Jovanovich leads financing race

racefinance

Campaign finance disclosure reports were posted on the state Board of Elections website Friday, Oct. 4. According to the filings, Councilman Peter Jovanovich, left, running as an independent, has raised the most money out of any mayoral candidate this year. In November, Jovanovich will face Republican Councilman Joe Sack and independent candidate Nancy Silberkleit.

By LIZ BUTTON
Independent mayoral candidate Peter Jovanovich tops a crowded political field in fundraising having collected more than $17,700 from individual contributors.

The number is impressive when compared to the approximate amount of $16,860 raised by the entire Republican “Rye United” ticket, headlined by mayoral candidate Joe Sack. The two campaigns have raised nearly the same amounts in individual contributions, according to filings posted on the state’s Board of Elections website Oct. 4.

Candidates running for mayor and the three open City Council seats were required to file 32-day pre-election financial disclosure reports with the state by Sept. 30. The next filing dates are 10-day pre-election filings and then, 10-day post election filings follow Election Day on Nov. 5.

Individual donors contributed $17,724 to Councilman Jovanovich’s campaign. In total, Jovanovich, a Republican who decided against seeking the nomination within his own party, raised $30,064, taking in to account $12,340, which he loaned his campaign, according to his filings. As of press time, Jovanovich has spent more than $8,000 on his mayoral campaign. By comparison, the Republican ticket of four has spent roughly $7,700 on its campaign, as of press time.

The two Democratic City Council candidates Shari Pun­yon and Meg Cameron raised $9,874 but have already spent more than half of it, leaving the duo with a balance of $4,485, as of press time.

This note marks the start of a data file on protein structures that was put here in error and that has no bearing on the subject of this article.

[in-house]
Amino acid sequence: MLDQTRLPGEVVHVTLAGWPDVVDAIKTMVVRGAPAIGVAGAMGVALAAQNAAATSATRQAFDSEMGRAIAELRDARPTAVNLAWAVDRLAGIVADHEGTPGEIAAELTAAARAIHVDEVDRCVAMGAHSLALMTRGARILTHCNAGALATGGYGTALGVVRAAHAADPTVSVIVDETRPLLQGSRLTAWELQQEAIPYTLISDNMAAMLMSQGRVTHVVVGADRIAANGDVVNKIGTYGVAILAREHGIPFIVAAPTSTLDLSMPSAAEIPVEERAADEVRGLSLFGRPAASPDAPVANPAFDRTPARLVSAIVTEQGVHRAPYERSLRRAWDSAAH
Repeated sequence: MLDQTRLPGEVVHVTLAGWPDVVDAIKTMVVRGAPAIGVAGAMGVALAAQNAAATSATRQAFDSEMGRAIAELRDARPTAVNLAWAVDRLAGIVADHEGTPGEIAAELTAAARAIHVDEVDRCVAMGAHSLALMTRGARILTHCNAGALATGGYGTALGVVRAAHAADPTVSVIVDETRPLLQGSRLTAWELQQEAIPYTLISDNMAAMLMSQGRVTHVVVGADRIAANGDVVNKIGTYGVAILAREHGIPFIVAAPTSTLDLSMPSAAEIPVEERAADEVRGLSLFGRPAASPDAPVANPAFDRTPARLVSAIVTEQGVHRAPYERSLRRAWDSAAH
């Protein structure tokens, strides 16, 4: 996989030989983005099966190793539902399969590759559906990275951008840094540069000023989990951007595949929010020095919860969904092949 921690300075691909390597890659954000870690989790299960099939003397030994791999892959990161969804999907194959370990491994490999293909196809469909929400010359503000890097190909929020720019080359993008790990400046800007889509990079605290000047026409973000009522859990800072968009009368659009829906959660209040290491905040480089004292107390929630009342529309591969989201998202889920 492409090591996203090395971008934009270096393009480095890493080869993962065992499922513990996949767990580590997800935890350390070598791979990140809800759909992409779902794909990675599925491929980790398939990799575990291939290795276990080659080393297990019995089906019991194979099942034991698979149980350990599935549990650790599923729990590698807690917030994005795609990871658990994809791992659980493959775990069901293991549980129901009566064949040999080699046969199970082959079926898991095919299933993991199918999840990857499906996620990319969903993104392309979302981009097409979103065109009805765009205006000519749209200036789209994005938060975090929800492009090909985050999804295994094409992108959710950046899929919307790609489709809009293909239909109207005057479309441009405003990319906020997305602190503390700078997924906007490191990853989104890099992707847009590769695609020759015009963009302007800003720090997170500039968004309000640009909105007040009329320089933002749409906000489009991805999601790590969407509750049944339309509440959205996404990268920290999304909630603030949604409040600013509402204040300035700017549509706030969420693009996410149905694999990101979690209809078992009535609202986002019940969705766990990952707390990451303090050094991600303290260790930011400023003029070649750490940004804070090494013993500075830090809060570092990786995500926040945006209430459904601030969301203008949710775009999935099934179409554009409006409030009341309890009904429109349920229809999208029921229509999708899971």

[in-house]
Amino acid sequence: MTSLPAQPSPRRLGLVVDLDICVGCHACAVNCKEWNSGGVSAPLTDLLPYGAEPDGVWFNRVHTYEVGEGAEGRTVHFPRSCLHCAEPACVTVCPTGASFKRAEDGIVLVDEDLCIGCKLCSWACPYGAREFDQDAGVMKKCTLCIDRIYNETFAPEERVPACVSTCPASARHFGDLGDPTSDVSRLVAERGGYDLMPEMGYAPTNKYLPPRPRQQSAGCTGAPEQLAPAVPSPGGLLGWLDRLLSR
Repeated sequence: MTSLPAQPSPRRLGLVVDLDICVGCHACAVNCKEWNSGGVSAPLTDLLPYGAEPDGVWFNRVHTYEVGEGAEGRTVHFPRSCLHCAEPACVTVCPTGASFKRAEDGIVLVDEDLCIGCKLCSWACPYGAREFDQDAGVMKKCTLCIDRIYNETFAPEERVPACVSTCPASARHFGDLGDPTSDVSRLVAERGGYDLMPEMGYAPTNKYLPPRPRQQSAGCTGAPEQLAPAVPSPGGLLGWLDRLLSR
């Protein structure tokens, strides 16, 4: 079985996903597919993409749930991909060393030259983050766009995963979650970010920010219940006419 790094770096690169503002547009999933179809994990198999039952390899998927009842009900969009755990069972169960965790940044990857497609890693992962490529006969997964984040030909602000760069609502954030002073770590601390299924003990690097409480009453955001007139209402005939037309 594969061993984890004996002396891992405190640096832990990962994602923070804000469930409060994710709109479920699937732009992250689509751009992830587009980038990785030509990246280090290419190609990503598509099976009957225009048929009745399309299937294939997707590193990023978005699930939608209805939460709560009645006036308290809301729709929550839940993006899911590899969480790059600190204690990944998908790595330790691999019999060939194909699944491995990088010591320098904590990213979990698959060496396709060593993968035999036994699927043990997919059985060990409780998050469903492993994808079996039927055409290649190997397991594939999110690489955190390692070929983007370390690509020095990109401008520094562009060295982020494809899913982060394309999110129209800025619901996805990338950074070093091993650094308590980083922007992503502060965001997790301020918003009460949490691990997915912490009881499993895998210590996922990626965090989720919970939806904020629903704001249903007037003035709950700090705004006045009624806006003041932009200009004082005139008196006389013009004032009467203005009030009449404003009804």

Punyon said that, in considering Jovanovich’s high campaign fund balance, she believes that candidates can do much to get out their message without a lot of money.

“There are obviously people who have money or a lot of people who have just a little money who feel like [Jovanovich] is worth supporting,” Punyon said. “In the end, I think in a town like Rye you can only spend your way to so much.”

Part of the difficulty of running as an independent candidate is the lack of major party backing and fundraising efforts leaving the candidate to go at it primarily alone.

But, Jovanovich said he does not put too much stock in campaign financing reports because they reflect contributions from one point in time. In general, campaigns can decide when they want to show money and when they don’t want to show money, Jovanovich said, depending on when they choose to file certain items.

“It’s difficult because when you look at the curve of when money comes in, most of it comes in October. As I continue my fundraising, I expect the loan to get repaid,” said Jovanovich of the loan he gave to his campaign.